“In listening to Sheahon’s vision of many years,” Booth said, “and believing in where Coach Self’s program is and where Coach Beaty’s program is headed, I am proud to support my alma mater’s athletic program. I believe Sheahon’s plan for football and basketball is essential not only to the future of Kansas Athletics, but also to the university as a whole.”
“The Raise The Chant campaign, with its primary focus on football, addresses an institutional priority for the University of Kansas,” Chancellor Girod said. “A competitive football program benefits the entire university and is important for KU to continue being a strong member of the Big 12 Conference. In recent years, we have transformed the university with nearly $1 billion in new and renovated facilities, and this is the next step in that transformation. I have the utmost confidence in Sheahon and believe we have the right people at the right time for this campaign.”
The campaign continues a trend of rapid growth in athletic facilities, including soccer, track and field, softball and tennis at Rock Chalk Park, and the construction of the DeBruce Center, home of the original rules of basketball, and McCarthy Hall, where the men’s basketball team and other students reside.
Also announced as part of the campaign was a $10 million pledge from volleyball benefactor Stewart Horejsi, b’59, and his family, to build a new, 3,000 arena for the defending Big 12 volleyball champions. Baseball’s long-time home, Hoglund Ballpark, is also in line for renovations and improvements during the “Raise the Chant” campaign.
“We want to extend a heartfelt thanks to our generous donors,” Zenger continued, “in particular David Booth, and Stewart Horejsi and his family. They, once again, have not only bought in to our vision of what Kansas Athletics can be, but also have actively participated in that vision. We appreciate very much the leadership they have shown, and we are confident that others will follow their lead and help make that vision a reality. I’d also like to express our appreciation to Dale Seuferling and the KU Endowment Association for its leadership as we embark on this important campaign.”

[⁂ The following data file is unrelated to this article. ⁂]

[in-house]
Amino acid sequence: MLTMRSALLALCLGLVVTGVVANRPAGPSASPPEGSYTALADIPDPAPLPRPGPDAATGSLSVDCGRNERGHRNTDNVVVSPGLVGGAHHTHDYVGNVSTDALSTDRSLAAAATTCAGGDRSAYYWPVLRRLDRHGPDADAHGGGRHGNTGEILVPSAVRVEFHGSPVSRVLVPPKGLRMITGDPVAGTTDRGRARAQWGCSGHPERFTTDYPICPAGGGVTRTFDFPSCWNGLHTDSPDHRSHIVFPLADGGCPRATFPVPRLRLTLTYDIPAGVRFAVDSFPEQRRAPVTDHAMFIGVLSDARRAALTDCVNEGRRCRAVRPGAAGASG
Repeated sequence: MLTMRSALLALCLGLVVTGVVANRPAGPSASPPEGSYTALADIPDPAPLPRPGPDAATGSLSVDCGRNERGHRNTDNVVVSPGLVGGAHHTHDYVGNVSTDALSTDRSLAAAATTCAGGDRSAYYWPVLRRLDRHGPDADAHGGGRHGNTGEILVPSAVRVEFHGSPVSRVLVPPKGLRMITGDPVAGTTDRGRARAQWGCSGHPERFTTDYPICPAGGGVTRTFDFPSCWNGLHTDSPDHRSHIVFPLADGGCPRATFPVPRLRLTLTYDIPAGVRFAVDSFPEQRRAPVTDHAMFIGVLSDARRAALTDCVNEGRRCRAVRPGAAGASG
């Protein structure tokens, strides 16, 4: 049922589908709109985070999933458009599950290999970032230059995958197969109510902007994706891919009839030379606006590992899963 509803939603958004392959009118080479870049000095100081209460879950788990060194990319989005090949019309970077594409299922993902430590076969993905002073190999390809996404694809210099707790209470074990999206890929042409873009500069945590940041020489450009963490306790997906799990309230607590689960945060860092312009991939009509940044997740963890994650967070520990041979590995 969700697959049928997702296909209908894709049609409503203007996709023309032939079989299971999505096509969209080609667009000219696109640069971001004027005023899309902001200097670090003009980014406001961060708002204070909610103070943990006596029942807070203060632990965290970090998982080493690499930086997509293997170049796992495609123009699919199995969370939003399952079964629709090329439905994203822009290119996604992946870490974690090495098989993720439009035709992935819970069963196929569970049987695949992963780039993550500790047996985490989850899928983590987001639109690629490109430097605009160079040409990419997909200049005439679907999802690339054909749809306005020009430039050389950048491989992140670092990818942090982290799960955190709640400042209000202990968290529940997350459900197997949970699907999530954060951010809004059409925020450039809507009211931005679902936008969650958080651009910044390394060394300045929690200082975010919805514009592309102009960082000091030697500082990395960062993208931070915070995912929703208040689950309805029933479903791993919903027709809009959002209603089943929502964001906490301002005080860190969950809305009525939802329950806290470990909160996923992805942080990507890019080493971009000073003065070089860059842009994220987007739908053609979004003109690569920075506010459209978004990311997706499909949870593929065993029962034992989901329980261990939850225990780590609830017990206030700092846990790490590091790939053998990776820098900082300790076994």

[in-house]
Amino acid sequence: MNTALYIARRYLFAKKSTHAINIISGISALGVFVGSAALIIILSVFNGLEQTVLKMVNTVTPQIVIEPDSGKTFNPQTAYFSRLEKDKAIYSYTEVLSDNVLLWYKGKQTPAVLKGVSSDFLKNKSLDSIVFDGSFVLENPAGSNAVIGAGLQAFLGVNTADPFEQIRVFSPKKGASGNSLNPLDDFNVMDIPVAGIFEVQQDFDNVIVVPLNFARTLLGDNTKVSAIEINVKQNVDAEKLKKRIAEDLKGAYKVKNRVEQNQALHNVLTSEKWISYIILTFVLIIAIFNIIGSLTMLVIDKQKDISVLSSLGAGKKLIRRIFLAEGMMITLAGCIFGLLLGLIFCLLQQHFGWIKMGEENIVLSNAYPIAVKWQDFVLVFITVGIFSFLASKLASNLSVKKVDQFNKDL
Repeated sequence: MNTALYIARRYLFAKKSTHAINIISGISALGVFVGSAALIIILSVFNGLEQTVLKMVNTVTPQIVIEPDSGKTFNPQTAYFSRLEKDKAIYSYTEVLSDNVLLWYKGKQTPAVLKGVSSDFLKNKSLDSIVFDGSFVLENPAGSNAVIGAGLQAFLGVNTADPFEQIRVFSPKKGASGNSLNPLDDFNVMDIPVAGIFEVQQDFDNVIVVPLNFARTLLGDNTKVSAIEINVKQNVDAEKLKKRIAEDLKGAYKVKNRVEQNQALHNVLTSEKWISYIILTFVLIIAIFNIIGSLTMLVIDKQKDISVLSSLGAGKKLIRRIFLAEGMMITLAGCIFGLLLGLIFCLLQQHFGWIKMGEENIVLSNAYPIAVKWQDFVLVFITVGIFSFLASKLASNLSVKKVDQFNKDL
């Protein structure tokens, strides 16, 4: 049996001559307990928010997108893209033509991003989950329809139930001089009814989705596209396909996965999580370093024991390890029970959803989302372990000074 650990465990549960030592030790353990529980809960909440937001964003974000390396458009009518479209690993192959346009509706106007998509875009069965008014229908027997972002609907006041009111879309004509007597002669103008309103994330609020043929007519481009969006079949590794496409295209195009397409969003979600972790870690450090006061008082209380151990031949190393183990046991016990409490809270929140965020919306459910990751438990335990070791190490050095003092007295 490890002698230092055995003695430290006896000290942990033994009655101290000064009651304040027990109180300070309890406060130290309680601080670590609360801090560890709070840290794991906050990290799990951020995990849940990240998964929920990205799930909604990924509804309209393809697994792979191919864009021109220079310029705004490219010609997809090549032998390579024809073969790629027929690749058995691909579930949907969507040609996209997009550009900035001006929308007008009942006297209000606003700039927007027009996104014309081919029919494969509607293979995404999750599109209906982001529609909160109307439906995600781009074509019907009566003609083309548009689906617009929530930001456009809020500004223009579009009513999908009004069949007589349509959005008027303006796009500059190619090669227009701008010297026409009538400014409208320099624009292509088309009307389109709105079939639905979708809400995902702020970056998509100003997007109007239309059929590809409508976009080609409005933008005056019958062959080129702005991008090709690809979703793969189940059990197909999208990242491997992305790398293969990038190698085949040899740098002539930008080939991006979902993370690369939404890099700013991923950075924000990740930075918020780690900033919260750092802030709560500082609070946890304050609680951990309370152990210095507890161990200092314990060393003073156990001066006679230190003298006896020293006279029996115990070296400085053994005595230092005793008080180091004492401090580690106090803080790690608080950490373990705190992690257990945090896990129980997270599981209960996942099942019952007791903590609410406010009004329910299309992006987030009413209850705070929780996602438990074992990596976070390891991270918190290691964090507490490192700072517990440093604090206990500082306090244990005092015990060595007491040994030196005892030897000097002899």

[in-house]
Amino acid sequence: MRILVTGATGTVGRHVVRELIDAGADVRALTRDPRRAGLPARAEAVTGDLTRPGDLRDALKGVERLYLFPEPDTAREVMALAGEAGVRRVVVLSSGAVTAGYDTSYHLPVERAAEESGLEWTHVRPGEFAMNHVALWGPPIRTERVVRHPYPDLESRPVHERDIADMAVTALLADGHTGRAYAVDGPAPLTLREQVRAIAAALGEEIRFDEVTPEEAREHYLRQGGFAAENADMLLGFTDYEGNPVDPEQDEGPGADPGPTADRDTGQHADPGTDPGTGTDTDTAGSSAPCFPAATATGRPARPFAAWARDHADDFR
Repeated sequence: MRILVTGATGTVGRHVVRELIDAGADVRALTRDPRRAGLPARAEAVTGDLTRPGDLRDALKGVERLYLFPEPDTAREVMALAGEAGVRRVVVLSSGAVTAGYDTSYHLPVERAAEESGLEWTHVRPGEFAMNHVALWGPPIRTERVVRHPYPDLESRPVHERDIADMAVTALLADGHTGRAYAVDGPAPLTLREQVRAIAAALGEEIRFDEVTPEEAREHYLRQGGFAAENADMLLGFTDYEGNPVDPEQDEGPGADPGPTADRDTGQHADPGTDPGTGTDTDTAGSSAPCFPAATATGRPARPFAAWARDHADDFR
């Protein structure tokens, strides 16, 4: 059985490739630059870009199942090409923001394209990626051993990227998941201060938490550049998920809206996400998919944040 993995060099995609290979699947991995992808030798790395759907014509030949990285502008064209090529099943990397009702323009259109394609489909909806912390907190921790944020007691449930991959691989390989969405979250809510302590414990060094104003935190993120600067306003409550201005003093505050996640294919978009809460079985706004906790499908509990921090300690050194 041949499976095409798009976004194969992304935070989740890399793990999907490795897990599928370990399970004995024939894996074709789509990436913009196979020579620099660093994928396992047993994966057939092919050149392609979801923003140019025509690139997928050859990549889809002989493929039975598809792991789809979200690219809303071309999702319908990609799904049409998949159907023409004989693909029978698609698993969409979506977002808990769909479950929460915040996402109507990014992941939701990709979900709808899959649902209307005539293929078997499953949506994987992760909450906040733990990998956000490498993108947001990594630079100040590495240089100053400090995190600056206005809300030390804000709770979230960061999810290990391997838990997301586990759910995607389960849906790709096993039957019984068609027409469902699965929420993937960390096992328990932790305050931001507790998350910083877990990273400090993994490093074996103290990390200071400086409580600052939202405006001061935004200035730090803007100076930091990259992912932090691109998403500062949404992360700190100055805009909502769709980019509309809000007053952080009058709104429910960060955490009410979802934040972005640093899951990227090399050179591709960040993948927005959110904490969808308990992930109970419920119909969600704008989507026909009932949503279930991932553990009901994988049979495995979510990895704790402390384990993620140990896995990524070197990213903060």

Colombia President Juan Manuel Santos won the Nobel Peace Prize for his efforts to end a five-decade civil war that has killed more than 200,000 people — and said he received the award in the name of the Colombian people. Santos, b’73, earned degrees in business and economics from the University. Read full article.
Caleb Knueven, c’11, is writing and directing a new short film titled “Stadium” about the beginning of a breakup. On Aug. 19, the film received funding through Kickstarter and surpassed its goal of $6,000, with a final tally of $8,075. Read full article.
Jesse Hufft describes her position as co-founder and CEO of Hufft Projects as the job she never knew she always wanted. She and her husband, Matthew Hufft — a KU architecture graduate — started the architecture firm, which is based in Kansas City, Missouri, in 2005. He serves as the firm’s creative director. Read full article.
Diana Robertson, director of Student Housing at the University of Kansas, has announced her retirement effective June 27. In her 17 years at KU she has served as director for 11 years and associate director for residence life for six. Read full article.
A video from the Kansas City star narrated by KU alumnus and television journalist Bill Kurtis describes the DeBruce Center, built adjacent to Allen Fieldhouse to house the historic rules of basketball purchased by alumnus David Booth. Watch video.
Speaking of David Booth, the Wall Street Journal published an article about his company, Dimensional Fund Advisors, LP, the fastest-growing major mutual-fund company in the United States. The company was launched in 1981. Read full article.
Legendary KU football player David Jaynes, who lives in Los Angeles with his wife Barbara, was in town for a KU football reunion he organized for former KU coach Pepper Rodgers’ 85th birthday, which coincided with Saturday’s 24-23 loss to TCU. Jaynes placed fourth in Heisman Trophy voting in 1973. Read full article.
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David G. Booth, c’68, g’69, chairman and co-CEO of Dimensional Fund Advisors in Austin, Texas, purchased at auction and then promptly donated James Naismith’s original “Rules of Basket Ball” to KU.
So what small item of KU basketball history does he keep close at hand on his office desk? What trip memento could Booth not resist buying while visiting his company’s Beijing office, and why does he encourage employees to leave the office by 5 p.m.?